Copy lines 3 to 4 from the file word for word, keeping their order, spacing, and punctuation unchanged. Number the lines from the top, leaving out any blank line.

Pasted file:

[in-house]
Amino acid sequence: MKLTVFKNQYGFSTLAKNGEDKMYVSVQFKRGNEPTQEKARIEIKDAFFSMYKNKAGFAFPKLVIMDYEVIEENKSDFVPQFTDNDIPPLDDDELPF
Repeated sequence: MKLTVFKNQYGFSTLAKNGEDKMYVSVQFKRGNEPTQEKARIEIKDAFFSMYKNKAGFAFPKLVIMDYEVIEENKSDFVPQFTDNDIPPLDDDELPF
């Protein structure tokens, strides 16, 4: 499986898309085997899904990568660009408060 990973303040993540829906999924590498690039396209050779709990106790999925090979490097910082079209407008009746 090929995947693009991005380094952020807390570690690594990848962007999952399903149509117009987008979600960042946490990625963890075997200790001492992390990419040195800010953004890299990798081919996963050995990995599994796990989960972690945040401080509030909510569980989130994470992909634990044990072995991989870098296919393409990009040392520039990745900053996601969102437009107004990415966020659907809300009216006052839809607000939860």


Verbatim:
Repeated sequence: MKLTVFKNQYGFSTLAKNGEDKMYVSVQFKRGNEPTQEKARIEIKDAFFSMYKNKAGFAFPKLVIMDYEVIEENKSDFVPQFTDNDIPPLDDDELPF
């Protein structure tokens, strides 16, 4: 499986898309085997899904990568660009408060 990973303040993540829906999924590498690039396209050779709990106790999925090979490097910082079209407008009746 090929995947693009991005380094952020807390570690690594990848962007999952399903149509117009987008979600960042946490990625963890075997200790001492992390990419040195800010953004890299990798081919996963050995990995599994796990989960972690945040401080509030909510569980989130994470992909634990044990072995991989870098296919393409990009040392520039990745900053996601969102437009107004990415966020659907809300009216006052839809607000939860």